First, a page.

Flat-rate pensions plan revealed
Details of the government's plans to introduce a flat-rate pension by 2017 - equivalent to £144 per week in today's money - have emerged ahead of an official announcement next week.
The self-employed and some women could benefit from the changes to pensions.
But some workers will pay hundreds of pounds a year more in national insurance to fund the shake-up.
Government changes to how the state pension is funded will be set out in a White Paper to be published on Monday.
The proposals were originally published in April 2011. At the time the option of a universal flat-rate payment was seen as the biggest overhaul of the system for decades.
Labour's Ed Miliband said he wanted to see the plans in full before he could judge whether they were a good idea.
The Daily Telegraph reported that more than six million workers would pay higher NI contributions under the new system.
Those affected are expected to include around 1.4 million private sector staff enrolled in final salary schemes and contracted out, said the Telegraph.
The plan would bring "contracting out" arrangements to an end - where some people pay lower National Insurance contributions because their second state pension is contracted out to their company final-salary pension scheme.
As a result, these people's NI bill would rise, but their state pension would also be greater.
The Telegraph reported another five million public sector workers in similar schemes would also pay higher NI.
The BBC's Simon Gompertz said someone on an average wage who is affected in this way might have to pay an additional £270 a year.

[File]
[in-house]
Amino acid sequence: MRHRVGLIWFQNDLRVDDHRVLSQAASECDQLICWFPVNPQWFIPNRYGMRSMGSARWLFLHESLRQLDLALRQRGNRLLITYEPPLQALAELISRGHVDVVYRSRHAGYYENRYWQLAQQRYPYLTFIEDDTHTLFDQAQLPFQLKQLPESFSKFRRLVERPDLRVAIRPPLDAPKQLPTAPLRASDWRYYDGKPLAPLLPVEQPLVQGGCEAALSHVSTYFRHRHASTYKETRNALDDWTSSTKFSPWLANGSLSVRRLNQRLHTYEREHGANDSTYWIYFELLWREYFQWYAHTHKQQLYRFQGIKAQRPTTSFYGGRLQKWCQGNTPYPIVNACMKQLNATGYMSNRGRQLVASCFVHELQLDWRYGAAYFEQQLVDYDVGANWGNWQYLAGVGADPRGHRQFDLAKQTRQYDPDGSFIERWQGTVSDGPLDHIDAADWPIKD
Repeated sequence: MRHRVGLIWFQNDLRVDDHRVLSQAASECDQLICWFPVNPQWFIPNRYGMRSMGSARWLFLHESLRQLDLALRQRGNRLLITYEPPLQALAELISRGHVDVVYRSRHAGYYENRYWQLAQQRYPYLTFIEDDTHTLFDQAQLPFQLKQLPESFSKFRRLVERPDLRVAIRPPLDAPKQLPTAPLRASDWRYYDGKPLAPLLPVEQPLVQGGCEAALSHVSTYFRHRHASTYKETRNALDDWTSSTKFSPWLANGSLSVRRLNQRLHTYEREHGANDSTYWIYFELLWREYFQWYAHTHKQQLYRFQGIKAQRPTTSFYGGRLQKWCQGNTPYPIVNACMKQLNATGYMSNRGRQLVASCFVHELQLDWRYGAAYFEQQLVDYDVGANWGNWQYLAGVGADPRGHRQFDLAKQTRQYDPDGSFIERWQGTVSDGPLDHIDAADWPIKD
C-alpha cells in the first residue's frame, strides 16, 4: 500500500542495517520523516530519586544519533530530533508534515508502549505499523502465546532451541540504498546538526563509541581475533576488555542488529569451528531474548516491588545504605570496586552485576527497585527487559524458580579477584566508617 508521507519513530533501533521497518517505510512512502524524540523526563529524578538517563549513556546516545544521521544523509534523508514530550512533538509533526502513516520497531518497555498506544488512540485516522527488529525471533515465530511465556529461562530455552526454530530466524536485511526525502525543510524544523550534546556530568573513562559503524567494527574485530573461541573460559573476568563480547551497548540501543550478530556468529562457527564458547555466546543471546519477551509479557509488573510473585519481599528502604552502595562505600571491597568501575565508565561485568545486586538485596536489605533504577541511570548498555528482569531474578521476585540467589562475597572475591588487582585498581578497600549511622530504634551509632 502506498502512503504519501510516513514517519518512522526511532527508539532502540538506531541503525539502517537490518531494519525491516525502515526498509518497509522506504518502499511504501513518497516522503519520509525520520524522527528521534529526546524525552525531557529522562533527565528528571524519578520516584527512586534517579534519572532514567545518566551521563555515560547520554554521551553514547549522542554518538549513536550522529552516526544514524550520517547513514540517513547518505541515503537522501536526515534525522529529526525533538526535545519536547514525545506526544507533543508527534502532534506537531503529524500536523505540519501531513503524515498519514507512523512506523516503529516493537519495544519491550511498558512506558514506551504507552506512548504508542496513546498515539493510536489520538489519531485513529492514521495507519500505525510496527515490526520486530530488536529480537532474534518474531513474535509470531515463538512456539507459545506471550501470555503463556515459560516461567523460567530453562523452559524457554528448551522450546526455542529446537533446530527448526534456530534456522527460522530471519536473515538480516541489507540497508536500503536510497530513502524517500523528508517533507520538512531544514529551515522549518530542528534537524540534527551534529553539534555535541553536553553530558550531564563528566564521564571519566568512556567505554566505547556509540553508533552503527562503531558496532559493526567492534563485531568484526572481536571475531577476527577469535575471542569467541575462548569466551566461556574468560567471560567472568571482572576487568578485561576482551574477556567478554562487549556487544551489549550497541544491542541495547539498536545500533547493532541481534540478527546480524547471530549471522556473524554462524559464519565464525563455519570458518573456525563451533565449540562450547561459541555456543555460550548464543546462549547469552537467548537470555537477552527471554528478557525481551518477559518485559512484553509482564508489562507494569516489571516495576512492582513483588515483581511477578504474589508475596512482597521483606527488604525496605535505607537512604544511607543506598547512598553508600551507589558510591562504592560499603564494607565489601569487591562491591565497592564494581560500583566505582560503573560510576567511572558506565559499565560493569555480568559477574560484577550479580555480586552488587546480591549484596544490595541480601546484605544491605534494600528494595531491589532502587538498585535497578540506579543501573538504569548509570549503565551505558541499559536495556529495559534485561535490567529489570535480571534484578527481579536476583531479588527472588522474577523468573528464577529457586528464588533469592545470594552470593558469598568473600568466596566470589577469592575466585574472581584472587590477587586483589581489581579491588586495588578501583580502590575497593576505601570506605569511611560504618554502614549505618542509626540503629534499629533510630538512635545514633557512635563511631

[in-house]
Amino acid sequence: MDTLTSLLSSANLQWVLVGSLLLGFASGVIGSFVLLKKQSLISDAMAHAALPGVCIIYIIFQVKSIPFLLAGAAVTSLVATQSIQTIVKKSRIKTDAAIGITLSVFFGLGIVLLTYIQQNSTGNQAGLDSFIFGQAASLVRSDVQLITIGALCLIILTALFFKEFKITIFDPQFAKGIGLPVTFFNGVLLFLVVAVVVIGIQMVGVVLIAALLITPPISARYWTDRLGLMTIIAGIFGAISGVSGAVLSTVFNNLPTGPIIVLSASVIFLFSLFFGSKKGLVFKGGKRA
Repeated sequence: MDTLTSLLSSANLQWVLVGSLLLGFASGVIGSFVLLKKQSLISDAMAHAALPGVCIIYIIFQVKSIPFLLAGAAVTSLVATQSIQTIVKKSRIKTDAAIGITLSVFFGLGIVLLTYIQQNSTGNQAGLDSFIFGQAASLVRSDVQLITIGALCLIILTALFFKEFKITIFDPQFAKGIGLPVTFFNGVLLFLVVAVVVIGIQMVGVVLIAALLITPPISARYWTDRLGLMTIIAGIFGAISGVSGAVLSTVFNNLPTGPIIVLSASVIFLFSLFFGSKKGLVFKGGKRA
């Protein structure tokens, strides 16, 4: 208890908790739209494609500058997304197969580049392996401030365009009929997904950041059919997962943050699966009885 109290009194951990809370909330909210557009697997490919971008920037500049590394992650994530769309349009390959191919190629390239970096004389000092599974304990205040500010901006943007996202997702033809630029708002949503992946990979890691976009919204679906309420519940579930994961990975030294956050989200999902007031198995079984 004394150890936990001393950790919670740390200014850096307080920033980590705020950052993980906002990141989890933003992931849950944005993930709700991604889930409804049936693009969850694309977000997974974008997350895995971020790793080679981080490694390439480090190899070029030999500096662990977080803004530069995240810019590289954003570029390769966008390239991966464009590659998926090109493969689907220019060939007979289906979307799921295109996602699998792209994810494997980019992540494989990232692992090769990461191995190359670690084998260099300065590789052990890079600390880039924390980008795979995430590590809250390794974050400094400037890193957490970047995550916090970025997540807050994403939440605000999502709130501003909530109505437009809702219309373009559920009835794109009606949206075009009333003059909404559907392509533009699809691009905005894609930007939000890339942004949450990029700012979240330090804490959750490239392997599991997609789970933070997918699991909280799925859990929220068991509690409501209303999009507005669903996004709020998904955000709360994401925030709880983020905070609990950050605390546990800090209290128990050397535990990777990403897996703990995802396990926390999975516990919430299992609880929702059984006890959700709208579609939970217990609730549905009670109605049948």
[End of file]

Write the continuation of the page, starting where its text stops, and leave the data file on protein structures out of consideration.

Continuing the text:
However, there are also beneficiaries under the scheme.
Some groups, including women who have been in and out of the workforce due to motherhood, part-time workers and carers, will gain.
Many women, and the self-employed, are currently penalised for not making full national insurance contributions.
Labour leader Mr Miliband said: "The most important thing the government needs to do is come clean about what the implications of their pensions proposals are.
"We've supported the idea of a flat-rate pension but we need to see the detail - and frankly the detail shouldn't come from leaks to the newspapers, it should come from the promise the government's been repeatedly making that they'll publish their plans."
The white paper is expected to remove complexity from the system and to make millions better off in retirement - the idea is to provide a flat pension payout that "everyone can build towards", according to BBC business correspondent Philip Hampsheir.
But, our correspondent added, as the plan is cost neutral, there will be some losers, such as those in secure so-called "final salary" or occupational schemes, who will no longer have government payments into those plans.
Pensions expert Tom McPhail, of Hargreaves Lansdown, said many workers would do better out of the new system, despite some having to pay more national insurance.
"We will ultimately move to a much simpler system - it'll be a more even system, fairer, everybody will get more closely aligned benefits, so the long term outcome will be much better for everybody," he said.
"But we have a very complex system at the moment, so to get from here to there is going to require quite a lot of recalculations and adjustment, it'll be a lot of work, and there'll be some winners and losers from all of that."
In the long-term, the government hopes the new scheme will save it billions of pounds.
The Department for Work and Pensions confirmed that under a single-tier pension there would be no contracting out so workers would pay more national insurance, but as a result they would get a better state pension.
However, if a person has paid into a second state pension already then they will get the money back, a spokesman said.
More details will be made public on Monday when the official announcement is made, he said.